The Autumn Statement contains proposals to deny both Corporation Tax relief and Entrepreneurs’ Relief on the sale of goodwill to a connected company.
The more one thinks about it, the odder such a provision seems. It remains OK to claim ER on selling goodwill to an unconnected company, or on selling other assets (real property, for example) to a connected company. So what’s special about goodwill?
We suspect that the truth may be that HMRC may be concerned that too many taxpayers may have been over-egging the pudding by selling goodwill at inflated figures which HMRC do not have the resources to contest: and that the simple (not to say simplistic) solution is to deny the relief altogether. As HMRC becomes more and more “resource-constrained” (what we used to call short-staffed) we think we are likely to see more and more of these “rough justice” measures.
It’s also worth adding a note on the old Cleary case (44 TC 399). This was the case in which taxpayers sold their shares in Company A (which they owned) to Company B (which they also owned) for full market value. Any normal person would have assumed that that gave rise to a capital gain, as indeed it would have done if they had sold any other capital asset. But no: HMRC contended (and the court agreed) that this was a “transaction in securities” susceptible to challenge under what is now s698 such that the entire proceeds (not just the gain) were taxable as income. Ouch.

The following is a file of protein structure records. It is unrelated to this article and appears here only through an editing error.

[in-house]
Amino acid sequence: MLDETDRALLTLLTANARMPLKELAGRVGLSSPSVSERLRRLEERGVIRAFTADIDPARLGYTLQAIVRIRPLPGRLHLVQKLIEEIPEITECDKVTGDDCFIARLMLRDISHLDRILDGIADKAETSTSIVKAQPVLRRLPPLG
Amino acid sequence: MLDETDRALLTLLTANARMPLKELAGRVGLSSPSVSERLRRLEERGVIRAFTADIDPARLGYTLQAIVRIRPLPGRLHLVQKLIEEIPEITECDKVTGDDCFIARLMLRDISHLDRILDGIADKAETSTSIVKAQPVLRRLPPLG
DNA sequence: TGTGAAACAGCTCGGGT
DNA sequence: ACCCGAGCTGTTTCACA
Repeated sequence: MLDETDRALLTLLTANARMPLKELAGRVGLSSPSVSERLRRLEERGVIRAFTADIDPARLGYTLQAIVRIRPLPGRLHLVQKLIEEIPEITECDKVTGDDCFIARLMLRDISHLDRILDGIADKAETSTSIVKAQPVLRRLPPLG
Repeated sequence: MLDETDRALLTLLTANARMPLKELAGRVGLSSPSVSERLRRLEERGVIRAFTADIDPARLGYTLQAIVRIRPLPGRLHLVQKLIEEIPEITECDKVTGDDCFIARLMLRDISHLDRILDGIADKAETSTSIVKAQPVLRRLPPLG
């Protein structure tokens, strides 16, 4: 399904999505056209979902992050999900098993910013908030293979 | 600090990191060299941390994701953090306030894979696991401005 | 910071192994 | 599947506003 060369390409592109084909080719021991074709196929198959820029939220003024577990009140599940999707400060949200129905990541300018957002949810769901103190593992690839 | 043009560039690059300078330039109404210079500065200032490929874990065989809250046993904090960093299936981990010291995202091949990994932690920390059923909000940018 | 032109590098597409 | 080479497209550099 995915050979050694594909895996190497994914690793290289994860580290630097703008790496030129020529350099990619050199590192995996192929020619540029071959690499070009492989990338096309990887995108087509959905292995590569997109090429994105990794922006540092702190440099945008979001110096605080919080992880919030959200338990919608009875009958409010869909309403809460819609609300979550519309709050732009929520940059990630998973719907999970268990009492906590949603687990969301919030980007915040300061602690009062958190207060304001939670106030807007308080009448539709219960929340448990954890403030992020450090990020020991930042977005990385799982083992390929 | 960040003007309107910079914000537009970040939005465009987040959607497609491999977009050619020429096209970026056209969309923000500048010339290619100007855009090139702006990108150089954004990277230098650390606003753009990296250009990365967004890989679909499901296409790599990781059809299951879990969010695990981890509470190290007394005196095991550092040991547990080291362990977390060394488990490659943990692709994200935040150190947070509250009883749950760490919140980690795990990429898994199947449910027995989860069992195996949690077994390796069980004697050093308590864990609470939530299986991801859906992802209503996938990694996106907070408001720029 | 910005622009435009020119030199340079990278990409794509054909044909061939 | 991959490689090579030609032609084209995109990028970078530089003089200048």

The Autumn Statement proposal is not that drastic: it “only” denies ER and leaves the gain taxable at normal CGT rates. But since that is likely to create a charge at 28% (compared with a maximum rate of 30.55% for a dividend), selling goodwill for cash or loan on incorporation will seldom be attractive. We think there may be more tax-efficient alternatives: but none is wholly without risk.
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